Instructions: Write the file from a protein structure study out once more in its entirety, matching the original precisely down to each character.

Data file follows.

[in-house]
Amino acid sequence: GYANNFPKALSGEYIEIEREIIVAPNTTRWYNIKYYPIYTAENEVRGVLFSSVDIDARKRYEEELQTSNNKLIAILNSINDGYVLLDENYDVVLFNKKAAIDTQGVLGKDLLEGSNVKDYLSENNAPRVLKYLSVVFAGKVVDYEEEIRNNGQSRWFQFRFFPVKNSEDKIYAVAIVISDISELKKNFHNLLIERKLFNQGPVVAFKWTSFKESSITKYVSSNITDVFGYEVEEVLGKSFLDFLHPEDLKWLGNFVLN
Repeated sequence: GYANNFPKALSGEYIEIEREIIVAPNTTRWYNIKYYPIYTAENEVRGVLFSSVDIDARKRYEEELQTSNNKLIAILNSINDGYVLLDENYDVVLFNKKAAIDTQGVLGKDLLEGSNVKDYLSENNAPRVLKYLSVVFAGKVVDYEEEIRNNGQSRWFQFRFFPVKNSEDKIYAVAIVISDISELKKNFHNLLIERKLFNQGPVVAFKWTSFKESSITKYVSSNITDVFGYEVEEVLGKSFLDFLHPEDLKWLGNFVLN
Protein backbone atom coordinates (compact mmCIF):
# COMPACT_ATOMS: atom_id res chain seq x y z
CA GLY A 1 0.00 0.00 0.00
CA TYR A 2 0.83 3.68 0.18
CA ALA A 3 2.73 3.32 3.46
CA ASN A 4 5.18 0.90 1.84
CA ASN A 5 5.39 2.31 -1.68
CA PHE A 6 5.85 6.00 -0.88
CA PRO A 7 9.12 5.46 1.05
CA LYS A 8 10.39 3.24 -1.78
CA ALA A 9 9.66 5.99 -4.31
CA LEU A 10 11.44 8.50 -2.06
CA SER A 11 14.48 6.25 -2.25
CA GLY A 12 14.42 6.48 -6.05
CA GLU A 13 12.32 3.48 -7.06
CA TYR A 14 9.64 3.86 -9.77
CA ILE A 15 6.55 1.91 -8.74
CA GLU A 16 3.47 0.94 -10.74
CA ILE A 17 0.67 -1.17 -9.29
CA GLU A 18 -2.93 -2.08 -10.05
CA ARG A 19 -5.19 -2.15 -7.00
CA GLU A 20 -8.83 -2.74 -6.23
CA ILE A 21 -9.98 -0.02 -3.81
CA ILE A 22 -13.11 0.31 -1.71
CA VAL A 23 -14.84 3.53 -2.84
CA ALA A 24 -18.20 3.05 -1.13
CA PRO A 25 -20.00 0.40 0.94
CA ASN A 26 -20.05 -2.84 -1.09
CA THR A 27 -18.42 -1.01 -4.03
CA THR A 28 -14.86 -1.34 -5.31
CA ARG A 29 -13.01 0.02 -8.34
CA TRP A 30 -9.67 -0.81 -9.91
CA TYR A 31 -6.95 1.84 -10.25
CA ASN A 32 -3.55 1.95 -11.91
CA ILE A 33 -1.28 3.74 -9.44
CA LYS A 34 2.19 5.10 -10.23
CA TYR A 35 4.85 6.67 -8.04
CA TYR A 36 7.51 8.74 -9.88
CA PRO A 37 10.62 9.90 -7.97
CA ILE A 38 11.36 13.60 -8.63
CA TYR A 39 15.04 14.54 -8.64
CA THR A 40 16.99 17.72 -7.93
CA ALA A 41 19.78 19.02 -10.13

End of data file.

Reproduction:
[in-house]
Amino acid sequence: GYANNFPKALSGEYIEIEREIIVAPNTTRWYNIKYYPIYTAENEVRGVLFSSVDIDARKRYEEELQTSNNKLIAILNSINDGYVLLDENYDVVLFNKKAAIDTQGVLGKDLLEGSNVKDYLSENNAPRVLKYLSVVFAGKVVDYEEEIRNNGQSRWFQFRFFPVKNSEDKIYAVAIVISDISELKKNFHNLLIERKLFNQGPVVAFKWTSFKESSITKYVSSNITDVFGYEVEEVLGKSFLDFLHPEDLKWLGNFVLN
Repeated sequence: GYANNFPKALSGEYIEIEREIIVAPNTTRWYNIKYYPIYTAENEVRGVLFSSVDIDARKRYEEELQTSNNKLIAILNSINDGYVLLDENYDVVLFNKKAAIDTQGVLGKDLLEGSNVKDYLSENNAPRVLKYLSVVFAGKVVDYEEEIRNNGQSRWFQFRFFPVKNSEDKIYAVAIVISDISELKKNFHNLLIERKLFNQGPVVAFKWTSFKESSITKYVSSNITDVFGYEVEEVLGKSFLDFLHPEDLKWLGNFVLN
Protein backbone atom coordinates (compact mmCIF):
# COMPACT_ATOMS: atom_id res chain seq x y z
CA GLY A 1 0.00 0.00 0.00
CA TYR A 2 0.83 3.68 0.18
CA ALA A 3 2.73 3.32 3.46
CA ASN A 4 5.18 0.90 1.84
CA ASN A 5 5.39 2.31 -1.68
CA PHE A 6 5.85 6.00 -0.88
CA PRO A 7 9.12 5.46 1.05
CA LYS A 8 10.39 3.24 -1.78
CA ALA A 9 9.66 5.99 -4.31
CA LEU A 10 11.44 8.50 -2.06
CA SER A 11 14.48 6.25 -2.25
CA GLY A 12 14.42 6.48 -6.05
CA GLU A 13 12.32 3.48 -7.06
CA TYR A 14 9.64 3.86 -9.77
CA ILE A 15 6.55 1.91 -8.74
CA GLU A 16 3.47 0.94 -10.74
CA ILE A 17 0.67 -1.17 -9.29
CA GLU A 18 -2.93 -2.08 -10.05
CA ARG A 19 -5.19 -2.15 -7.00
CA GLU A 20 -8.83 -2.74 -6.23
CA ILE A 21 -9.98 -0.02 -3.81
CA ILE A 22 -13.11 0.31 -1.71
CA VAL A 23 -14.84 3.53 -2.84
CA ALA A 24 -18.20 3.05 -1.13
CA PRO A 25 -20.00 0.40 0.94
CA ASN A 26 -20.05 -2.84 -1.09
CA THR A 27 -18.42 -1.01 -4.03
CA THR A 28 -14.86 -1.34 -5.31
CA ARG A 29 -13.01 0.02 -8.34
CA TRP A 30 -9.67 -0.81 -9.91
CA TYR A 31 -6.95 1.84 -10.25
CA ASN A 32 -3.55 1.95 -11.91
CA ILE A 33 -1.28 3.74 -9.44
CA LYS A 34 2.19 5.10 -10.23
CA TYR A 35 4.85 6.67 -8.04
CA TYR A 36 7.51 8.74 -9.88
CA PRO A 37 10.62 9.90 -7.97
CA ILE A 38 11.36 13.60 -8.63
CA TYR A 39 15.04 14.54 -8.64
CA THR A 40 16.99 17.72 -7.93
CA ALA A 41 19.78 19.02 -10.13